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Chilean needle grass

CNG flowering head

CNG hairy leaves

CNG infestation

CNG unripe seed

CNG seed (top) & Austrostipa rudis seed

CNG node (L) & Austrostipa rudis (R)

Austrostipa rudis node & hairy leaf

Austrostipa bigeniculata plant

Austrostipa bigeniculata seed

Austrostipa bigeniculata seed head

Austrostipa mollis hairy awns

Austrostipa scabra

Austrostipa stuposa seed



Chilean needle grass (Nassella neesiana) is listed as noxious in class 4 in all LCAs of the Southern Tablelands and South East Region. It cannot be propagated or sold anywhere in the state. Although not listed in a notifiable category in this region, it is sufficiently uncommon on the coast that residents of coastal areas should advise their local Council immediately if they think they have this weed, and get assistance to eradicate it.


A tall grass potentially to 1m high, though the leaves are often held parallel to the ground rather than erect.  It has dark green flat to slightly in-rolled ribbed leaves to 5mm wide. Leaves are hairy on both surfaces, though sometimes only sparsely so. The joints of the flowering stems (nodes) are bent with fine short white hairs at the node and extending for some distance below the node. Seed is sharply pointed and red or purplish when young, 6-10mm long, with a long (60-90mm) awn attached at the top end of the seed. The best distinguishing feature is the membranous collar fringed with long hairs at the point where the awn attaches to the seed, but this may need magnification to be visible. Awns twist when mature and may tangle together.

Very invasive in pasture and on roadsides and other waste ground. This weed is well established around Canberra where it has been widely spread on road verges by slashing, and is invading other areas of the tablelands. It is not palatable to livestock and can replace more useful pasture grasses, and invade native grasslands and grassy woodlands.


Sharp-pointed seeds attach to animals and clothing, also in soil on machinery and vehicles. Most spread on the Southern Tablelands has been by roadside slashing.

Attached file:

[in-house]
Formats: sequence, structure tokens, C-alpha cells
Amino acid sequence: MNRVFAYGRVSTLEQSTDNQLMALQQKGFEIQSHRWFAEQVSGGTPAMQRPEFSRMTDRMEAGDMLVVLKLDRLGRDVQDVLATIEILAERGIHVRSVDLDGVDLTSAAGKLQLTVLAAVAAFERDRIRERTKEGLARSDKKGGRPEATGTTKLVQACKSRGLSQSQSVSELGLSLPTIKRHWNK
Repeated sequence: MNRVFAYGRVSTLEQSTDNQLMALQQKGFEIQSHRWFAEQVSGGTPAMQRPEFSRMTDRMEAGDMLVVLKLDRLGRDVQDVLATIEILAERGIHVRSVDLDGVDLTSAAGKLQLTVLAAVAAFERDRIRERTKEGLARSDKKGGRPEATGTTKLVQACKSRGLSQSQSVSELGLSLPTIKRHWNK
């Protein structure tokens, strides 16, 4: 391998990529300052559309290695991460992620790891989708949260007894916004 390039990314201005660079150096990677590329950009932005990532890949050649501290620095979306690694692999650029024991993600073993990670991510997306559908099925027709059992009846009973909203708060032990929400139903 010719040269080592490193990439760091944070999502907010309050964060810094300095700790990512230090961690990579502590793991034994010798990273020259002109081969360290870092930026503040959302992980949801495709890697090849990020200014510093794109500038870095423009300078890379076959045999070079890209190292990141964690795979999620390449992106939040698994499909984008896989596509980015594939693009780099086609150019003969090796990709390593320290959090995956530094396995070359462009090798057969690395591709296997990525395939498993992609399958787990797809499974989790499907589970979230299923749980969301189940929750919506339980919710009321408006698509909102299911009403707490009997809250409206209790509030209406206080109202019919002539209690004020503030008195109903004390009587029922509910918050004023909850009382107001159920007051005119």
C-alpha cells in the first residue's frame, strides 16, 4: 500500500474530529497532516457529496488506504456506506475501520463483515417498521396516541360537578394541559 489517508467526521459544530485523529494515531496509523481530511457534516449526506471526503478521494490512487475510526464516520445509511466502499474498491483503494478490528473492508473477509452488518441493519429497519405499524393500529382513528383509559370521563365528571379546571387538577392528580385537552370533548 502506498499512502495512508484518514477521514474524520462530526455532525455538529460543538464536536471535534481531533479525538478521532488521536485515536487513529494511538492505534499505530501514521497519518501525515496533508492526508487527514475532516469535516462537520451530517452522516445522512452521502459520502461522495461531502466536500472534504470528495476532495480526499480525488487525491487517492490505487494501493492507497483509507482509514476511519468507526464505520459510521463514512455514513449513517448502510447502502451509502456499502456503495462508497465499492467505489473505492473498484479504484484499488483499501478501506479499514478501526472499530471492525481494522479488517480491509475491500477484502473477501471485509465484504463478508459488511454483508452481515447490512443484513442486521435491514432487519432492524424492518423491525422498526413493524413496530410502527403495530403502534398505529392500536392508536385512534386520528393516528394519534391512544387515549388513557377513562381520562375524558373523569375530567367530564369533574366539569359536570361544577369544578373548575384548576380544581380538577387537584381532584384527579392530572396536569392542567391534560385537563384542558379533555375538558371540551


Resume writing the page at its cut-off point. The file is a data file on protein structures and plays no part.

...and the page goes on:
There are many native spear grasses (Austrostipa species) with similar pointed seeds with a long, curved or twice-bent awn but many have very narrow leaves and some have long hairs on the awns (e.g. Austrostipa mollis and A. densiflora, the latter common on the tablelands). The most similar is tall speargrass (Austrostipa bigeniculata), a very common tablelands pasture grass, which also has broad leaves, giving it a lusher appearance than most native speargrasses. It has a few short erect hairs at the seed/awn junction but not a membranous collar, and leaves are hairy on only one surface.  On the coast, the most similar grass is the common species Austrostipa rudis, which has broad leaves which are hairy on one surface, and no corona of long hairs at the seed/awn junction.  However, some native speargrasses have this collar of long hairs at the seed/awn junction, for example, Austrostipa stuposa, which occurs on the tablelands. Many of the speargrasses also have a red appearance when the seed is young (see photo of young corkscrew grass, Austrostipa scabra seeds).  The speargrasses also usually have white hairs at the stem nodes, but the hairs are confined to the swollen part of the node, rather than extending some distance down the stem below the node, as in Chilean needle grass (see photo comparing CNG with the common coastal grass Austrostipa rudis.  Many speargrasses have the lower leaf surface with a slight blue tinge, and paler than the bright green upper surface (see photo of Austrostipa rudis leaf and node).


Dig or spray, preferably before the plants have a chance to set seed. Seed is long-lived in the soil so prevention of seeding is vital. Mowing with a catcher mower during flowering will reduce seed set but the clippings must be burnt. This grass can also produce seed hidden within the bases of the flowering stems ("cleistogenes") so mowing to prevent seeding will be only partially effective. Dug up plants should be burnt to destroy this hidden seed. Just destroying the obvious seed heads may not be sufficient.